February 14, 2014

Trekking Through the Bible: Why did this have to change?

One of my goals this year is to read the entire Bible in chronological order. To help me absorb more of what I read as well as to help with accountability, I plan to post weekly about what I read the previous week. 

Last week's reading was Exodus 7-27. A lot happens in the middle chapters of Exodus: the plagues, Moses parting the Red Sea, manna in the wilderness, the ten commandments and other laws. There's plenty I could write about, but there's one verse I've been kind of fixated on this week. Under a section my Bible describes as "The promise of God's protection," Exodus 23:26 reads (using the New Living Translation, to put it into contemporary vocabulary):

"There will be no miscarriages or infertility in your land, and I will give you long, full lives."

I realize this verse was a promise to the children of Israel at that time and not a promise for all future generations, but why? Why did this have to change?

Miscarriage and infertility have caused me to ask "Why, God?" over and over. I have not experienced either, but that's part of why they are such big issues for me. Why the unfairness?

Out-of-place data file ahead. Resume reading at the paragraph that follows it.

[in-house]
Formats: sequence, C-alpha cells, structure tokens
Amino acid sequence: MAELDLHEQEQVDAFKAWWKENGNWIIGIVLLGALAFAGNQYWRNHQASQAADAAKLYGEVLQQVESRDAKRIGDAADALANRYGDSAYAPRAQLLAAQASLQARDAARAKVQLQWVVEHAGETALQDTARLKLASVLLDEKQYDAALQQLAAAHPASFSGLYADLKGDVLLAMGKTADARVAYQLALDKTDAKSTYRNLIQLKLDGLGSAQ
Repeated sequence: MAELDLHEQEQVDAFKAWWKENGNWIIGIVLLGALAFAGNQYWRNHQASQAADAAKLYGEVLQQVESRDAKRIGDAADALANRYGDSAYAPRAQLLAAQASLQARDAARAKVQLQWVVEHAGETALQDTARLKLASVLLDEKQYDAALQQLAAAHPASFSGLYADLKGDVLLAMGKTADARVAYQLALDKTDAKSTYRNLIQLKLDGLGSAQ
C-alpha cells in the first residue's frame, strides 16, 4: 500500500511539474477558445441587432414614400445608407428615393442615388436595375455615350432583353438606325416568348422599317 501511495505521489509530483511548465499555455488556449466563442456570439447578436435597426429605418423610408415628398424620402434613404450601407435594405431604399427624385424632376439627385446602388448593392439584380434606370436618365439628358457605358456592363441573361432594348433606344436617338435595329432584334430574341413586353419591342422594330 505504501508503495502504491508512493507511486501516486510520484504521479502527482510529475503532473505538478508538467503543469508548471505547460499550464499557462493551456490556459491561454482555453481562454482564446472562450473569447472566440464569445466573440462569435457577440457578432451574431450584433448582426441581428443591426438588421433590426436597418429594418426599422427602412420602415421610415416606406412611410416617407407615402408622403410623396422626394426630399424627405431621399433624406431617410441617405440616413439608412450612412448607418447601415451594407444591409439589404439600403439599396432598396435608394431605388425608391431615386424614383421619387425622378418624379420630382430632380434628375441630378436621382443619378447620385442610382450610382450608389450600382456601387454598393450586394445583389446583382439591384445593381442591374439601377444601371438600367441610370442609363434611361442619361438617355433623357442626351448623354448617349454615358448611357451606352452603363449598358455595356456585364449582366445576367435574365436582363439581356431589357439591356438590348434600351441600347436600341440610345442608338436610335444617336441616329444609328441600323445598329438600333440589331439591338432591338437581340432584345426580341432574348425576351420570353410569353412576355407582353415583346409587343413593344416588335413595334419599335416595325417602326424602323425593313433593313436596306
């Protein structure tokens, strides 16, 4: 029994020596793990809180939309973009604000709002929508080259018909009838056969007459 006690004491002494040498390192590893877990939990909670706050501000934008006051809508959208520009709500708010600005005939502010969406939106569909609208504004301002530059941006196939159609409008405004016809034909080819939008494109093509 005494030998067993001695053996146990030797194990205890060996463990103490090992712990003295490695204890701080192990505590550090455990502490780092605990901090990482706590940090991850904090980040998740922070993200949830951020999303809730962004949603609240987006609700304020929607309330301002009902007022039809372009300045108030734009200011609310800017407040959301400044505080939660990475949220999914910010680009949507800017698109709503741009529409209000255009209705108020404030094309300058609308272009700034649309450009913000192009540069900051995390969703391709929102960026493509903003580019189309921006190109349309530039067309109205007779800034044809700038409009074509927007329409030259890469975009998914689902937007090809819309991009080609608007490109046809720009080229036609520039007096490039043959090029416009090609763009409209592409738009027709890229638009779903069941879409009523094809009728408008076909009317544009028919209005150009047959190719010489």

I know Sarah and Jen are both dealing with losses right now. It was Jen's story that really got me set on this verse this week. Then there are those I know in real life who have had miscarriages and who have dealt with infertility. I know there are women right now who desperately want to be pregnant. Who knows how many others I don't know about.

I think of these women often and pray for them. And I ask God why. Why does it have to be this way? As I said in last week's post, only He can see the big picture. But this little piece I can see just doesn't make sense sometimes.

1 comment:

  1. We know, of course, that we can not truly answer that question. It would be like asking God why there are murderers or why bad things happen to good people. As you said, God promised this for that particular time. Further on in the Bible, it speaks of women being barren. I haven't experienced infertility, but I have experienced miscarriages...4 to be exact. God also tells us to take care of the widows and orphans. All we can do is guess, but maybe this is Gods of making that happen. Maybe those who can't have children are wired specifically to be more compassionate towards orphans. I would have never thought anything of it because I had my own children. I can't imagine the pain of not being able to have a child, but we all have to believe that God has a plan and give everything to Him, our joys and our pains, and trust that He will work all out for good. A pastor once told me it is ok to ask God why...as long as we are doing it with a humble heart searching for answers and not shaking our fists in His face with anger.


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